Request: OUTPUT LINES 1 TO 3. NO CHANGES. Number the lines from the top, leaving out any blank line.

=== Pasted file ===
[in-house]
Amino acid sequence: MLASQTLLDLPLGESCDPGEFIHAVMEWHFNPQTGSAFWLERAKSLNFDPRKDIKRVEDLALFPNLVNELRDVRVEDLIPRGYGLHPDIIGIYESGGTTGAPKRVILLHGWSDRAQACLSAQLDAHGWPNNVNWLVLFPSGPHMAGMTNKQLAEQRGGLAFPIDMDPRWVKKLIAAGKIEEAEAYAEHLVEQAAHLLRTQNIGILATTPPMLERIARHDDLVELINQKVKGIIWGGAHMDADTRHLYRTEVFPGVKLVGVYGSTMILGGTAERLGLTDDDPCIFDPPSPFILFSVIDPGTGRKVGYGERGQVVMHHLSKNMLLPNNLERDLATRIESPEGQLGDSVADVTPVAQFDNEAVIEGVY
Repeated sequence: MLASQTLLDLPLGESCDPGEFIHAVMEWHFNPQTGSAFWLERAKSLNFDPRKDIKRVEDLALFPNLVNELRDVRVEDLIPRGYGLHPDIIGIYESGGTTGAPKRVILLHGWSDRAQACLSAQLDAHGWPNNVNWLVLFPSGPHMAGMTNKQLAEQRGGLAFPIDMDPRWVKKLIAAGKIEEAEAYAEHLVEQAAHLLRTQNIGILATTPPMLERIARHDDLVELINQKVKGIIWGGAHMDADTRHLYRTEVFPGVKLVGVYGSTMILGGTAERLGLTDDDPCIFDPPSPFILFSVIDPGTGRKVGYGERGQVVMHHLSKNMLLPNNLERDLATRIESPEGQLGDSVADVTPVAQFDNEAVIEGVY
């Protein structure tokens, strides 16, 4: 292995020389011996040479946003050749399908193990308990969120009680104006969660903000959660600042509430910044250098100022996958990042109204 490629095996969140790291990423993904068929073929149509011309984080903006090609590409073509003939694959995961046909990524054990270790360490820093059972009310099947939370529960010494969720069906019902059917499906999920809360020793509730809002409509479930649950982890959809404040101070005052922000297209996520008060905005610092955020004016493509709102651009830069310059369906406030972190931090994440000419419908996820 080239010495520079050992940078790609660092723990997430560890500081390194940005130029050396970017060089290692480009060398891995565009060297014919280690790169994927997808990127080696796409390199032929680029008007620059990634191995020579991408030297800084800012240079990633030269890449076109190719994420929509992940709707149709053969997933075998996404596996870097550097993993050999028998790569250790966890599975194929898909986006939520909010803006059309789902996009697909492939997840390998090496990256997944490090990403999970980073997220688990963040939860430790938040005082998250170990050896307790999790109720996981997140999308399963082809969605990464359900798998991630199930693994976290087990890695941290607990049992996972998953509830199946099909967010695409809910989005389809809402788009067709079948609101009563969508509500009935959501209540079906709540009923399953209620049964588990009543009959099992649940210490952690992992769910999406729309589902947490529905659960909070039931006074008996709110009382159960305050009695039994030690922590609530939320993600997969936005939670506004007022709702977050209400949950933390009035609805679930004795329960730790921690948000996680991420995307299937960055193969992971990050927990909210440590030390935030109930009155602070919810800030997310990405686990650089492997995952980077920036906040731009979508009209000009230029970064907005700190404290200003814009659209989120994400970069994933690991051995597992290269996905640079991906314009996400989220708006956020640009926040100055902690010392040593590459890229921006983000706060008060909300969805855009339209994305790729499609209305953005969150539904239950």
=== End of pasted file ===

[in-house]
Amino acid sequence: MLASQTLLDLPLGESCDPGEFIHAVMEWHFNPQTGSAFWLERAKSLNFDPRKDIKRVEDLALFPNLVNELRDVRVEDLIPRGYGLHPDIIGIYESGGTTGAPKRVILLHGWSDRAQACLSAQLDAHGWPNNVNWLVLFPSGPHMAGMTNKQLAEQRGGLAFPIDMDPRWVKKLIAAGKIEEAEAYAEHLVEQAAHLLRTQNIGILATTPPMLERIARHDDLVELINQKVKGIIWGGAHMDADTRHLYRTEVFPGVKLVGVYGSTMILGGTAERLGLTDDDPCIFDPPSPFILFSVIDPGTGRKVGYGERGQVVMHHLSKNMLLPNNLERDLATRIESPEGQLGDSVADVTPVAQFDNEAVIEGVY
Repeated sequence: MLASQTLLDLPLGESCDPGEFIHAVMEWHFNPQTGSAFWLERAKSLNFDPRKDIKRVEDLALFPNLVNELRDVRVEDLIPRGYGLHPDIIGIYESGGTTGAPKRVILLHGWSDRAQACLSAQLDAHGWPNNVNWLVLFPSGPHMAGMTNKQLAEQRGGLAFPIDMDPRWVKKLIAAGKIEEAEAYAEHLVEQAAHLLRTQNIGILATTPPMLERIARHDDLVELINQKVKGIIWGGAHMDADTRHLYRTEVFPGVKLVGVYGSTMILGGTAERLGLTDDDPCIFDPPSPFILFSVIDPGTGRKVGYGERGQVVMHHLSKNMLLPNNLERDLATRIESPEGQLGDSVADVTPVAQFDNEAVIEGVY